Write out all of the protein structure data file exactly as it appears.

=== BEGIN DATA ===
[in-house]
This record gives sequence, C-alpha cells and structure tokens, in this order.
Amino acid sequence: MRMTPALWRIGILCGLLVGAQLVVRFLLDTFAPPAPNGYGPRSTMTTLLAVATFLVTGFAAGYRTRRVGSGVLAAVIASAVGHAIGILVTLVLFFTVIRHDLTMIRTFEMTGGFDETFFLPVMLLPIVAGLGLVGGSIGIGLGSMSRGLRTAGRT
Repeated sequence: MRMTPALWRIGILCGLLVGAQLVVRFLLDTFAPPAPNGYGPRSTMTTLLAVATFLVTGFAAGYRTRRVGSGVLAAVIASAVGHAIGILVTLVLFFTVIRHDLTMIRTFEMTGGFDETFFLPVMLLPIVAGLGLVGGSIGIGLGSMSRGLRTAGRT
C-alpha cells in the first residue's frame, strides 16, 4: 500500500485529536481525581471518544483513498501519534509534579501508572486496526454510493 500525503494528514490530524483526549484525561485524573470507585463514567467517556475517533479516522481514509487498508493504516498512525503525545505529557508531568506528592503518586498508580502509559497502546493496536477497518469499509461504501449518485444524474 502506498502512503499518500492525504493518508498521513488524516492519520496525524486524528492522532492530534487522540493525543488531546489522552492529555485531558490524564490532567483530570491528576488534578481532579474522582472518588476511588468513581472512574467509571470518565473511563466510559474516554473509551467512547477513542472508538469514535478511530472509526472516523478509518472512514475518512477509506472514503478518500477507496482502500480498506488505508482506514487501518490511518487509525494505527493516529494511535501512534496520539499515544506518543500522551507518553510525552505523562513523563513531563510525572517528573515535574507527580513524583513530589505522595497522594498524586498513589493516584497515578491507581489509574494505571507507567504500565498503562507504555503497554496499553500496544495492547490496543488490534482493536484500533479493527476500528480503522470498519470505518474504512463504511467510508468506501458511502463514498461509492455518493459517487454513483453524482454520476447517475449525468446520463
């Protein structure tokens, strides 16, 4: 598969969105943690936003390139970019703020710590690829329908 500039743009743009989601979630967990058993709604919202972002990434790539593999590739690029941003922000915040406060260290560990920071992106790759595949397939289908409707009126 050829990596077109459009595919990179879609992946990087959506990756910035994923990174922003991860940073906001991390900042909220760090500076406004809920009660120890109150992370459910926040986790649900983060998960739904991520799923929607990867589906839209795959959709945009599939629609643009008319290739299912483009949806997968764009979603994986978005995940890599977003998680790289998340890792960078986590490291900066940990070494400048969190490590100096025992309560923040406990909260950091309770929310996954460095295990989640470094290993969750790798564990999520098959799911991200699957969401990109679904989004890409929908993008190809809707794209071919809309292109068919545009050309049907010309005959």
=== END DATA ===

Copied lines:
[in-house]
This record gives sequence, C-alpha cells and structure tokens, in this order.
Amino acid sequence: MRMTPALWRIGILCGLLVGAQLVVRFLLDTFAPPAPNGYGPRSTMTTLLAVATFLVTGFAAGYRTRRVGSGVLAAVIASAVGHAIGILVTLVLFFTVIRHDLTMIRTFEMTGGFDETFFLPVMLLPIVAGLGLVGGSIGIGLGSMSRGLRTAGRT
Repeated sequence: MRMTPALWRIGILCGLLVGAQLVVRFLLDTFAPPAPNGYGPRSTMTTLLAVATFLVTGFAAGYRTRRVGSGVLAAVIASAVGHAIGILVTLVLFFTVIRHDLTMIRTFEMTGGFDETFFLPVMLLPIVAGLGLVGGSIGIGLGSMSRGLRTAGRT
C-alpha cells in the first residue's frame, strides 16, 4: 500500500485529536481525581471518544483513498501519534509534579501508572486496526454510493 500525503494528514490530524483526549484525561485524573470507585463514567467517556475517533479516522481514509487498508493504516498512525503525545505529557508531568506528592503518586498508580502509559497502546493496536477497518469499509461504501449518485444524474 502506498502512503499518500492525504493518508498521513488524516492519520496525524486524528492522532492530534487522540493525543488531546489522552492529555485531558490524564490532567483530570491528576488534578481532579474522582472518588476511588468513581472512574467509571470518565473511563466510559474516554473509551467512547477513542472508538469514535478511530472509526472516523478509518472512514475518512477509506472514503478518500477507496482502500480498506488505508482506514487501518490511518487509525494505527493516529494511535501512534496520539499515544506518543500522551507518553510525552505523562513523563513531563510525572517528573515535574507527580513524583513530589505522595497522594498524586498513589493516584497515578491507581489509574494505571507507567504500565498503562507504555503497554496499553500496544495492547490496543488490534482493536484500533479493527476500528480503522470498519470505518474504512463504511467510508468506501458511502463514498461509492455518493459517487454513483453524482454520476447517475449525468446520463
């Protein structure tokens, strides 16, 4: 598969969105943690936003390139970019703020710590690829329908 500039743009743009989601979630967990058993709604919202972002990434790539593999590739690029941003922000915040406060260290560990920071992106790759595949397939289908409707009126 050829990596077109459009595919990179879609992946990087959506990756910035994923990174922003991860940073906001991390900042909220760090500076406004809920009660120890109150992370459910926040986790649900983060998960739904991520799923929607990867589906839209795959959709945009599939629609643009008319290739299912483009949806997968764009979603994986978005995940890599977003998680790289998340890792960078986590490291900066940990070494400048969190490590100096025992309560923040406990909260950091309770929310996954460095295990989640470094290993969750790798564990999520098959799911991200699957969401990109679904989004890409929908993008190809809707794209071919809309292109068919545009050309049907010309005959």